I dreamt of dancing with the Royal since I was a little girl, but they’re a really hard company to get into! Hopefully one day. I just have to keep working hard!
Competitions are one of the best ways for talented young dancers to gain exposure and opportunities. Do you remember what your first competition was like?
I was probably 5 or 6 years old. I did so many competitions when I was little so it’s hard to remember. It was a group dance and I think I had a lot of fun performing with my friends..
Now that you’ve been doing it for a few years, has competing gotten easier?
I never was nervous when I was young. I found it a lot of fun, especially the group dances.
But now that the dances I perform are much harder, with lots of turns that I have to perform perfectly on stage, I do get nervous sometimes! Especially if it’s a big competition, because I have been practicing so hard for it and I would be sad if I didn’t perform well.
So how do you deal with the nerves?
I don’t get nervous enough to throw up or something, so it’s not too bad. Just a little nervous. I feel like it all goes to my stomach and my stomach just gets really clenched!
It hasn’t hindered your performance on stage.
No. It’s actually helped. Sometimes in competitions I relax when I’ve reached the finals, and I end up not performing as well as I feel I should.
But I was very nervous during the IBC in Moscow this June. I was nervous the whole time, and I think the nerves helped my performances during all 3 rounds of competition.
Miko performing a variation from La Esmeralda
With so much happening around you during these competitions, how do you stay focused? Especially when you have photographers and/or camera crews following you around.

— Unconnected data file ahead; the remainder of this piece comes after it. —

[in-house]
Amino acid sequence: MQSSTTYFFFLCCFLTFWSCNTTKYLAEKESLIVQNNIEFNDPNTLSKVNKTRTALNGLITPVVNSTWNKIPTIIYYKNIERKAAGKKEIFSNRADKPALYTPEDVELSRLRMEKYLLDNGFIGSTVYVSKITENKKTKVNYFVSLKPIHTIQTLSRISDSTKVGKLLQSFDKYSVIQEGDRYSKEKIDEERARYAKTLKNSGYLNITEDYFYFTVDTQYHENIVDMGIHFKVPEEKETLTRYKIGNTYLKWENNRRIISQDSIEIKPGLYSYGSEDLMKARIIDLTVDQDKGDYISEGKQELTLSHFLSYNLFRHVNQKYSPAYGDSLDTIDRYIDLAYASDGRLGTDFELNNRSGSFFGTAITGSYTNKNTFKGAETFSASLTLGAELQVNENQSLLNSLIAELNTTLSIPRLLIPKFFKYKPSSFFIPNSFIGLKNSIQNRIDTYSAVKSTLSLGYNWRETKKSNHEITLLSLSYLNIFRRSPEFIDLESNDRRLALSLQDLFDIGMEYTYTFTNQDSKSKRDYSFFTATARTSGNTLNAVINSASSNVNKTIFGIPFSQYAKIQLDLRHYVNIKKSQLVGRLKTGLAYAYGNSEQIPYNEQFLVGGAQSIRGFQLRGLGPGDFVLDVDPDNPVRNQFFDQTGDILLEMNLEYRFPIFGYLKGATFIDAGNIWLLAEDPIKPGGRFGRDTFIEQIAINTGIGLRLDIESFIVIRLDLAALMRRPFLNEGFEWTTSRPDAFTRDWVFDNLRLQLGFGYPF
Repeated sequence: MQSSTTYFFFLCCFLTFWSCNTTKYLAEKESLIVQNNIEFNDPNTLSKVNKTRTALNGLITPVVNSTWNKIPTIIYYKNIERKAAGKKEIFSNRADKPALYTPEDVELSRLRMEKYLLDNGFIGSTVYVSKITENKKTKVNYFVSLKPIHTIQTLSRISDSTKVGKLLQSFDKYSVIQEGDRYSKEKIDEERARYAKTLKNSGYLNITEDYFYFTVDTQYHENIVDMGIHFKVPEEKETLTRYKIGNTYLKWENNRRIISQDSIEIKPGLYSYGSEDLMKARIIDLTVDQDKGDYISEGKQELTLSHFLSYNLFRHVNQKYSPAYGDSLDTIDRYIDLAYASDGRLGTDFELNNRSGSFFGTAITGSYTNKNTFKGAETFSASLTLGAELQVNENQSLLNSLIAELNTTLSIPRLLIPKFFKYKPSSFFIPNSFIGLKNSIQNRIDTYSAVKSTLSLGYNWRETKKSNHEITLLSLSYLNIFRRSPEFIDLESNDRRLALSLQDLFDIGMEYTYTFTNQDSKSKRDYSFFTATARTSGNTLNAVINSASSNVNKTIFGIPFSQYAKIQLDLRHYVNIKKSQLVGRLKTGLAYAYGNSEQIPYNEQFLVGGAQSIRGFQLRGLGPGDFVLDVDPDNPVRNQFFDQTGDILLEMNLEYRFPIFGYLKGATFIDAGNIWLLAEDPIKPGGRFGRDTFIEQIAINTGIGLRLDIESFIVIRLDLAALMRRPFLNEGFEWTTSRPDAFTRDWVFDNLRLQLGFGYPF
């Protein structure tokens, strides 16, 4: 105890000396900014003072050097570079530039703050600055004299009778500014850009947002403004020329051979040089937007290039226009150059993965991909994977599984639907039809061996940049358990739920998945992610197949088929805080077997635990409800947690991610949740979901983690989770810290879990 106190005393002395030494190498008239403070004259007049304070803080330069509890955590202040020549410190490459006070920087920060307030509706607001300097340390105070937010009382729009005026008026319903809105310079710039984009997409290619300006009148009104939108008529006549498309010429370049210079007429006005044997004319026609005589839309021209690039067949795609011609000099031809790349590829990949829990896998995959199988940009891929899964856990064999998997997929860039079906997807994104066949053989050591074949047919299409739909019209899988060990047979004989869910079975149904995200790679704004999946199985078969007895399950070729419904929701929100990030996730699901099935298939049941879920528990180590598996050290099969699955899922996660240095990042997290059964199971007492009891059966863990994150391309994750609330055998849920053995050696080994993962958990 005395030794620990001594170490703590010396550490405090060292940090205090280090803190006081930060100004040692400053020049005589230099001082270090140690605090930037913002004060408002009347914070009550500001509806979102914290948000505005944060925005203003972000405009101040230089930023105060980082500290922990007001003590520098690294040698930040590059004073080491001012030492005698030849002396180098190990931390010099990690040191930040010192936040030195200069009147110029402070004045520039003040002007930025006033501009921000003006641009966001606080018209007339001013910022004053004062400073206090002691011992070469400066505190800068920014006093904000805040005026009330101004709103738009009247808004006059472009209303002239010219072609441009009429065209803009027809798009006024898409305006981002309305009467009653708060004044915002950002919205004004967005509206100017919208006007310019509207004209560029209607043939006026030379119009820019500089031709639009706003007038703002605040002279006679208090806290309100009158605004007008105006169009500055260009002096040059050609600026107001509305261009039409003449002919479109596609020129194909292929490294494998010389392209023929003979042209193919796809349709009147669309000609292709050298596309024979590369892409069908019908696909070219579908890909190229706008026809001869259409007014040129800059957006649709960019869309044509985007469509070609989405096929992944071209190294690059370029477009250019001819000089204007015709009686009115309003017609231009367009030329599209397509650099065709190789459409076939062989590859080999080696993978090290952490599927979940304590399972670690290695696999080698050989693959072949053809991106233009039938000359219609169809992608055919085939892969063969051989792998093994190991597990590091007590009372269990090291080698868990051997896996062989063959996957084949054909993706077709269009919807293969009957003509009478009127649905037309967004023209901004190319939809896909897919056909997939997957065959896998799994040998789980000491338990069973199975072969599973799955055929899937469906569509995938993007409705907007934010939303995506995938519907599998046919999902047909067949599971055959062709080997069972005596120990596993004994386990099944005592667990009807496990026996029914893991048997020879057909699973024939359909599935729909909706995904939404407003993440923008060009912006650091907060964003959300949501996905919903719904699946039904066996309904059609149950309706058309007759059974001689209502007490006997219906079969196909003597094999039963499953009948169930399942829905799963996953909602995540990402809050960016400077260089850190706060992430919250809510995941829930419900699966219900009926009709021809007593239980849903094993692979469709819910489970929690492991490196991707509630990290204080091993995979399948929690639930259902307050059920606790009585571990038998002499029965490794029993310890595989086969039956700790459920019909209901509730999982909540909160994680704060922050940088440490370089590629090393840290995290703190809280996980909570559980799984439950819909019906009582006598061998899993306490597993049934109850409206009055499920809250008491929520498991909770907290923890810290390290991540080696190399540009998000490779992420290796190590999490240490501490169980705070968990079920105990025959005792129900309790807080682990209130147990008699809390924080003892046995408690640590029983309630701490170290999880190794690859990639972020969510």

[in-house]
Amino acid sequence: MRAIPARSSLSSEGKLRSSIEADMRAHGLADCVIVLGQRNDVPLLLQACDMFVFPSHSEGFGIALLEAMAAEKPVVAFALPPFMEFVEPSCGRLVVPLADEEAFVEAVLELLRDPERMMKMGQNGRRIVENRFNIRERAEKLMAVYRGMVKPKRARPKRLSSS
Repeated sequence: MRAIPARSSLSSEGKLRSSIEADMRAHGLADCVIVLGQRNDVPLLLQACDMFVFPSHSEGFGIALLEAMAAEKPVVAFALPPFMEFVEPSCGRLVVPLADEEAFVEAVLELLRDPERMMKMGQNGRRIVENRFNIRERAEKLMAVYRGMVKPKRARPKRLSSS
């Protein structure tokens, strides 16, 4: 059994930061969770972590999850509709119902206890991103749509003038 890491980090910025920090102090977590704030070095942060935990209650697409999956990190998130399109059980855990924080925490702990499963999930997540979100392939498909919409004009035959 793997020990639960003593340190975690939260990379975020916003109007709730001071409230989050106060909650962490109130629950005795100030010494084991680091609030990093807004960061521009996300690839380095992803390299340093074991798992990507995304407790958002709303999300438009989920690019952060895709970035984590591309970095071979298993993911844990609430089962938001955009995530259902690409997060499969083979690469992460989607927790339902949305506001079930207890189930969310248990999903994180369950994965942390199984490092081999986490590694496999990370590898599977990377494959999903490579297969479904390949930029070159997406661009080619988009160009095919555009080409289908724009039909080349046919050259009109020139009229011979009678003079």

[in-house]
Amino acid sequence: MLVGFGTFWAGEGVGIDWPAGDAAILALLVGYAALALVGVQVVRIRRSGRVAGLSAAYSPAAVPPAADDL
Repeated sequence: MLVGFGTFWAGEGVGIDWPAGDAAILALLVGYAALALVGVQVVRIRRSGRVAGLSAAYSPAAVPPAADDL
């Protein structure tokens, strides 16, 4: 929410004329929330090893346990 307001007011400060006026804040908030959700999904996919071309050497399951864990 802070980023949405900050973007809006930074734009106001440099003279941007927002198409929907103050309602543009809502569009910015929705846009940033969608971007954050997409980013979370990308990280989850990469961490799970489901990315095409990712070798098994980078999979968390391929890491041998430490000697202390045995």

Yes, it can be hard. There were so many news people around during Prix de Lausanne, and when I was 12 the First Position crew were following me around. It can be hard to concentrate and do your best in those situations.
But I learnt that I have to be strong and say no. A lot of times, people will want to interview you right before you go on stage. You have be okay with saying no, and tell them you would like to do your interviews after the competition because you need to get in your zone.
The little interviews are not as important as the competition you are there for.
When I was younger I was not really good at saying no to news crews and ended up giving lots of interviews. It affected my performances. But now that I’m older, I know better.
When you prepare variations for competitions, how much do you and your teachers keep in mind what the judges might want to see?
That’s pretty important. I try to find a balance between what the judges might like and what I can do, and what the competition regulations are when choosing variations and deciding on choreography. In some competitions, judges may like seeing turns, while in others they may prefer quality over quantity,
Is there a big difference between preparing for performances versus competitions?
I think it’s the same for both. I don’t get nervous for performances, because I just want to make people happy. But for competitions I do. That’s the main difference for me.
Have you ever had to kiss someone onstage yet?
No. I haven’t done that yet!
What has been your favourite costume to wear?
We’ve been buying tutus from Japan recently, and those are so pretty. My favourite one is a green tutu that I wore for Esmeralda.
There was another purple one from Japan that I wore as the Sugarplum fairy recently. That one is super pretty as well.
I actually really like wearing tutus. I feel a bit like a princess wearing the tutu and the tiara so I don’t ever get bored of them. Sometimes when costumes get smelly and sweaty you of course don’t really like wearing them. But I always like tutus.